Title IX - Sexual Misconduct Policy
Effective 8-1-13, Rev 2-25-14, Rev 6-1-15
I. POLICY STATEMENT
Drury University (the “University”) strives to be a safe, education-oriented and community minded campus that maintains an academic and social environment conducive to intellectual and personal development of students, promotes the safety and welfare of all members of the campus community, and is free of discrimination on the basis of sex. Sex discrimination constitutes a violation of this policy, is unacceptable, and will not be tolerated. Sex discrimination includes discrimination on the basis of pregnancy, gender identity, and failure to conform to stereotypical notions of femininity and masculinity.
Sexual harassment, whether verbal, physical, visual, or digital, is a form of prohibited sex discrimination, and sexual violence is a particularly severe form of sexual harassment. The specific definitions of sexual harassment and sexual violence, including examples of such conduct, are set forth below.
The University’s Sexual Misconduct Policy defines the various forms of sexual misconduct that violate the standards of our community, identifies resources, and outlines the University’s student conduct process, including the outcomes imposed for violations of this policy.
This policy applies to all University employees, including staff, faculty, and administrators; students; applicants for employment; customers; third-party contractors; and all other persons that participate in the University’s educational programs and activities, including third-party visitors on campus (the “University Community”). This policy prohibits sex discrimination, sexual harassment, and sexual violence even when the complainant and alleged perpetrator are members of the same sex, and it applies regardless of national origin, immigration status, or citizenship status. The University’s prohibition on sex discrimination and sexual harassment extends to all aspects of its educational programs and activities, including, but not limited to, admissions, employment, academics, housing, athletics, and student services.
The University has jurisdiction over Title IX-related complaints regarding conduct that occurred on campus, during or at an official University program or activity (regardless of location), or off campus when the conduct could create a hostile environment on campus. The University will investigate all complaints made under this policy and, if necessary, take action to prevent the recurrence of sex discrimination and remedy its effects.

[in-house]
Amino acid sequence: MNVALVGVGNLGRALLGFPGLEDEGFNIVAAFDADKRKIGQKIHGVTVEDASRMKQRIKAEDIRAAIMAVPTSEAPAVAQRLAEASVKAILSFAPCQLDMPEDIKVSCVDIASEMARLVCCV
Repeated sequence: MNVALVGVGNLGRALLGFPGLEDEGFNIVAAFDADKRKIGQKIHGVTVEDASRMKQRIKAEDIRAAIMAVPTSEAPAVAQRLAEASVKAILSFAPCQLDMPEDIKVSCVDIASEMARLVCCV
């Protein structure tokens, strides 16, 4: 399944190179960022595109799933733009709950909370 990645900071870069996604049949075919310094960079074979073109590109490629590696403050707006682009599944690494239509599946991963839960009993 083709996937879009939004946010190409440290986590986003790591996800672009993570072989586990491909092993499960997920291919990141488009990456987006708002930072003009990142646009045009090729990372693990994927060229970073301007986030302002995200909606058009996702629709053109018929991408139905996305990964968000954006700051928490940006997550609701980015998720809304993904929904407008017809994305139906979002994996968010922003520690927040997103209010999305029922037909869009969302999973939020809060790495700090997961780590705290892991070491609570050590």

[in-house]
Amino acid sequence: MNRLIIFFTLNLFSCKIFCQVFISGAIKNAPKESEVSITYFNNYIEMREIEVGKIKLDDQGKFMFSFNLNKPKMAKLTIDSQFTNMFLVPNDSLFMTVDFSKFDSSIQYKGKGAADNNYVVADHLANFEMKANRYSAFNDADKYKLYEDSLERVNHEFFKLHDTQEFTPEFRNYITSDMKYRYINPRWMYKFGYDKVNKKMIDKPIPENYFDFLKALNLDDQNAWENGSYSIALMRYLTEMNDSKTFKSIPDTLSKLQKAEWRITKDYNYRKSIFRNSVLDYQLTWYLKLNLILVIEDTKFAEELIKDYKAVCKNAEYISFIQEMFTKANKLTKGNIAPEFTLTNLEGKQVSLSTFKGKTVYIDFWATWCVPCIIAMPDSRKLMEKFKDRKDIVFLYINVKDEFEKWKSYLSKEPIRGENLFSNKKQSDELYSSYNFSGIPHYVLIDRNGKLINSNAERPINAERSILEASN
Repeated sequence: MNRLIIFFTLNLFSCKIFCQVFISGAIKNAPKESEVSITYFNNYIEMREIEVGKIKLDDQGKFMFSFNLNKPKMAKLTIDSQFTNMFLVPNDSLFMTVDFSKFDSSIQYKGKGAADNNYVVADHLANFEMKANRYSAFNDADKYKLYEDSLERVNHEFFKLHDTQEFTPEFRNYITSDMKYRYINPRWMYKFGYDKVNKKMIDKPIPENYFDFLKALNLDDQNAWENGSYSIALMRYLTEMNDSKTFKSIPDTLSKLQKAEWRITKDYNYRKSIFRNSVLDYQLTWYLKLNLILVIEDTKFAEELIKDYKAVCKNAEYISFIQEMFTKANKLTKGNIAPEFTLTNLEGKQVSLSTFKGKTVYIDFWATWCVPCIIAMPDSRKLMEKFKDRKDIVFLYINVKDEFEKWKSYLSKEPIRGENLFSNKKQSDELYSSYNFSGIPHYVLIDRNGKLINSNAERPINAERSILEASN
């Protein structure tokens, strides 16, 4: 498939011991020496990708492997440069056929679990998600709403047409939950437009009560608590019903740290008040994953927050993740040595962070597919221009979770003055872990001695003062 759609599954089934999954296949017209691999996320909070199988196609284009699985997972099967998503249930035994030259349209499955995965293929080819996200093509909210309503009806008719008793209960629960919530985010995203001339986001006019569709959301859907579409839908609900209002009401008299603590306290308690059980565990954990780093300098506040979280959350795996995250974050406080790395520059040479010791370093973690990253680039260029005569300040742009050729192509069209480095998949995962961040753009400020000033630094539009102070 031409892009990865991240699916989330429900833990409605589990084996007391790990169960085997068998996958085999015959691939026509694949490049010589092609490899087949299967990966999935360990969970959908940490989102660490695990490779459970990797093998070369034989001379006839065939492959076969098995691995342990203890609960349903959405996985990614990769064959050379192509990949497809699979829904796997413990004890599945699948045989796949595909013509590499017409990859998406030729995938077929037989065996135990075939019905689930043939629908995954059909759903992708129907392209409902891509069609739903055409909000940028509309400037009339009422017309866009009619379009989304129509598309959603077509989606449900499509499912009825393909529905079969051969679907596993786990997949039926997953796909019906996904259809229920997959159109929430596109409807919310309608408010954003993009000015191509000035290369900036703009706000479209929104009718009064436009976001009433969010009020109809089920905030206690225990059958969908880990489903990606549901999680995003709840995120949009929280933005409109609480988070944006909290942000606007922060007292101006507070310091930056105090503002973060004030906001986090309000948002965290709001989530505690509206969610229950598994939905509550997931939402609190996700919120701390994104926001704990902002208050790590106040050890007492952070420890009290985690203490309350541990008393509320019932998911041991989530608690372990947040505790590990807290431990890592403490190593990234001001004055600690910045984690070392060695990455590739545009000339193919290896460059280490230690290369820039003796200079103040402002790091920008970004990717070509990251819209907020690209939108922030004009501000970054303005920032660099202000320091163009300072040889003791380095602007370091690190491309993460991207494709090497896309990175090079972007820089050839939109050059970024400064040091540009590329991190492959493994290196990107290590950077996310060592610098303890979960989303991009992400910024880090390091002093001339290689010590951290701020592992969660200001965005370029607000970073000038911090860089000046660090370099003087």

III. TITLE IX STATEMENT
It is the policy of the University to comply with Title IX of the Education Amendments of 1972 and its educational programs and activities, which prohibit discrimination based on sex in the University’s educational programs and activities. Title IX and its implementing regulations also prohibit retaliation for asserting claims of sex discrimination.
The following Title IX officers have been appointed from members of the senior staff to ensure that Drury University is in compliance with Title IX, and can be contacted regarding any Title IX issues.
Title IX Coordinator
Scotti Siebert, Director of Human Resources
Barbara Cowherd, Associate Athletic Director
Tijuana Julian, Dean of Students
Steve Combs, Dean of the College
Aaron Jones ,Dean of the College of Continuing Professional Studies
It is the responsibility of the Title IX Coordinator to: (1) receive complaints under this policy; (2) coordinate dissemination of information and education and training programs; (3) assist members of the University Community in understanding that sexual misconduct is prohibited by this policy; (4) answer questions about this policy; (5) ensure that employees and students are aware of the procedures for reporting and addressing complaints of sexual misconduct; and (6) to implement the Complaint Resolution Procedures or to designate appropriate persons for implementing the Complaint Resolution Procedures. The Deputy Coordinators will assist the Title IX Coordinator in carrying out these responsibilities.
A person may also file a complaint of sex discrimination with the United States Department of Education’s Office for Civil Rights regarding an alleged violation of Title IX by visiting www2.ed.gov/about/offices/list/ocr/complaintintro.html or by calling 1-800- 421-3481.
IV. POLICY DEFINITIONS
Is an umbrella term covering sex discrimination, sexual harassment, and sexual violence and this term will be used throughout the remainder of this policy and the Complaint Resolution Procedures when collectively referring to these types of conduct.
Sexual harassment is defined as unwelcome sexual advances, requests for sexual favors, and other verbal, physical, or visual conduct of a sexual nature when: